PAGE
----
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No child deaths on Alberta farms since 2019, overall farm deaths down

There are close to 40,000 farms across Alberta that range from small family-run operations to big commercial farms.
Farm safety appears to be trending in the right direction in Alberta.

There are close to 40,000 farms across Alberta that range from small family-run operations to big commercial farms. 

It’s no secret that the work done on farms can be potentially dangerous and with many family-run farms relying on all hands, including kids, to help with labour. Farms are active work sites and dangerous scenarios sometimes lead to tragic consequences. 

In 2015, according to statistics collected by AgSafe Alberta, six kids died on farms in the province, with the total number of deaths at 20 that year. From 2014 to 2022, there were 148 people who died working on farms. The highest recorded year for deaths came in 2017 when 19 adults and four youths were killed in farm-related incidents. 

However, no kid has died working on a farm since 2019, when two were killed working on farms that dealt in dairy and grain operations. 

Jody Wacowich, the executive director of Ag Safe Alberta, said that the organization has worked with farms across Alberta to institute safety changes that have borne from government policy. 

“From a youth perspective, what we look at is, if you're bringing youth to work on your farm here are some guidelines to determine if it is appropriate for their age to be doing those tasks,” said Wacowich, who claimed that a big part of the challenge of keeping farms safe is that the repetitive nature of the work for those that have been farming their entire lives, lulls farms workers into a false sense of security about their own health and safety.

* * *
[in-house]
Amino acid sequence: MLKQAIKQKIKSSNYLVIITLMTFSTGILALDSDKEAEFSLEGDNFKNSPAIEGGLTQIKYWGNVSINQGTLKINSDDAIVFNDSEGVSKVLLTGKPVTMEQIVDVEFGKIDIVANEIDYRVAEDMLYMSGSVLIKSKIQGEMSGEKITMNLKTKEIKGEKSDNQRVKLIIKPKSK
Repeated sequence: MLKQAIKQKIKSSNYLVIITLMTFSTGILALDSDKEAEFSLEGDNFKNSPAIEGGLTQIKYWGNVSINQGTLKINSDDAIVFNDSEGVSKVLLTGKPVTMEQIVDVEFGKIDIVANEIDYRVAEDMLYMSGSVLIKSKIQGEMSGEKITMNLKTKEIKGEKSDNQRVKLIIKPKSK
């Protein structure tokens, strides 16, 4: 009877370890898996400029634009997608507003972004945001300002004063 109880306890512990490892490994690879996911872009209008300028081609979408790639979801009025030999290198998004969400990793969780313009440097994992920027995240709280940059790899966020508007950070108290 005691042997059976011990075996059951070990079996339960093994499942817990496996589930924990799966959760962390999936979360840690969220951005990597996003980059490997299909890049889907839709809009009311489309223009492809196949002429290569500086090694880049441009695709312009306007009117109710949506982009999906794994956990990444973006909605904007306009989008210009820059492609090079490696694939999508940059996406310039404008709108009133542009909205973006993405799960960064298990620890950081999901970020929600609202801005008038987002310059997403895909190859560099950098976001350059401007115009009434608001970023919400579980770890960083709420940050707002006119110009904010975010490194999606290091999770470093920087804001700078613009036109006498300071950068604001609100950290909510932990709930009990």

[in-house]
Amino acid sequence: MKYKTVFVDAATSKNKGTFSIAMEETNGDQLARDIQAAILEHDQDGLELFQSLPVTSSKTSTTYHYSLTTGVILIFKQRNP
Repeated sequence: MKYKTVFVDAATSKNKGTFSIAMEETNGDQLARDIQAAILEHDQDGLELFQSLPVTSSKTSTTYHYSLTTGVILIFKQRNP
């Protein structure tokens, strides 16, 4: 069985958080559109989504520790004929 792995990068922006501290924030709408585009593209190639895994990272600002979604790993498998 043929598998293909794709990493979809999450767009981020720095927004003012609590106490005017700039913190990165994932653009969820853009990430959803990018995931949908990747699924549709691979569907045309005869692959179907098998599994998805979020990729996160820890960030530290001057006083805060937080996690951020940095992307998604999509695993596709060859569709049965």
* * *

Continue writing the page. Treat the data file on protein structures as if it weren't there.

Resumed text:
“[You] get used to the daily tasks on farms and some are even repetitive and so you start to go on autopilot,” said Wacowich. “[For farmers] it's important to remember to keep an eye and an ear open because things change, and things can happen so fast, that when they do happen there isn't much time to respond to something [and] that's where people get hurt.”

Since its foundation in 2017, AgSafe Alberta has been dedicated to making the Alberta agriculture industry safer. The organization offers educational tools to help inform farm operators about safe practices. 

When discussing farm-related fatalities, Wacowich said that the majority of deaths involve owners and operators over 50.

”We had 14 killed in 2022 and all of them were owner-operators and they were all over the age of 50,” said Wacowich. “[When] you're doing it forever, you become complacent and a lot of them are working alone.”

Wacowich said that, in general, farms are seeing less fatalities across the board, with the youth number falling to zero. Awareness and proper safety education has contributed to that, said Wacowich, who claimed that workers in a younger generation leave family farms for work where proper safety training is a requirement. 

“What we do hear a lot from some of the younger generation is they went away to work somewhere else, oil patch or wherever, and a safety plan was in place there,” said Wacowich. “There is an effort to do more of those things, [farmers] don't want to be full tilt like the oil patch but they do want to make sure everyone is being safe on their farms.”

Wacowich said she believes that more conversations about safety are being had on farms that are leading to more proactive decision making, especially when it comes to kids on farms. More hazards are being identified and farm owners are more aware about where kids are coming from, and going to on the farm.  

However, Wacowich said that AgSafe Alberta knows that only about 4,000 of the total 40,000 farms in Alberta have employees that are insured under WCB. According to Wacowich, this discrepancy is why the organization sees such a large number of the fatalities on farms being owner-operators. 

Still, a lot of work has been done to make sure farms are safe for their workers, youth or otherwise. According to the numbers from AgSafe Alberta, fatalities are decreasing from year to year, and youth deaths have been consistently zero since 2020. 

Wacowich stated that there is still work to do to get the number of farm related deaths to zero. “I think we can certainly do a lot to drive those numbers down, it just takes a good culture on the farm to really work towards that.”


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